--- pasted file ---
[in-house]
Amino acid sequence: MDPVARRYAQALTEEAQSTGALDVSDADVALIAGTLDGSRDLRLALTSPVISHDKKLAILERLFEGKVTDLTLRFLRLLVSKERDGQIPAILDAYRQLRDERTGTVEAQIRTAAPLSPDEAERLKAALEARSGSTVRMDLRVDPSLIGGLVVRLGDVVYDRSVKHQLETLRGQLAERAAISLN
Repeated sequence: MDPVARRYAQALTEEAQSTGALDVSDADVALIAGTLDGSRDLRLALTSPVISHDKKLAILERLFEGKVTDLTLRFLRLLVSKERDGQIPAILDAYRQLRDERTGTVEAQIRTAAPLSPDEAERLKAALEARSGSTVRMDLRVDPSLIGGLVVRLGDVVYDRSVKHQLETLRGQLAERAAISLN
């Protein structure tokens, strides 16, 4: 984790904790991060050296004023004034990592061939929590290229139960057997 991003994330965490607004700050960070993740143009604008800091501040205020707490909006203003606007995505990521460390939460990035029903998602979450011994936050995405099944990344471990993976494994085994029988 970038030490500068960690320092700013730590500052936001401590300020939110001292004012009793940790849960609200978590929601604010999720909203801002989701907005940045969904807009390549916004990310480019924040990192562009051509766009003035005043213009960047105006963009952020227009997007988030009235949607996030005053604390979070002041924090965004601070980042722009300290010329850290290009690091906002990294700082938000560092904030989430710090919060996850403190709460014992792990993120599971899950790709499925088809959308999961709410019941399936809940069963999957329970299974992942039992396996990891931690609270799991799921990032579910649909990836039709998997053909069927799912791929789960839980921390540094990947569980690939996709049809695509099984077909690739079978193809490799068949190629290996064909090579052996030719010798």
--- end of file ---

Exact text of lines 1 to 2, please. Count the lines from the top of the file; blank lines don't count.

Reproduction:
[in-house]
Amino acid sequence: MDPVARRYAQALTEEAQSTGALDVSDADVALIAGTLDGSRDLRLALTSPVISHDKKLAILERLFEGKVTDLTLRFLRLLVSKERDGQIPAILDAYRQLRDERTGTVEAQIRTAAPLSPDEAERLKAALEARSGSTVRMDLRVDPSLIGGLVVRLGDVVYDRSVKHQLETLRGQLAERAAISLN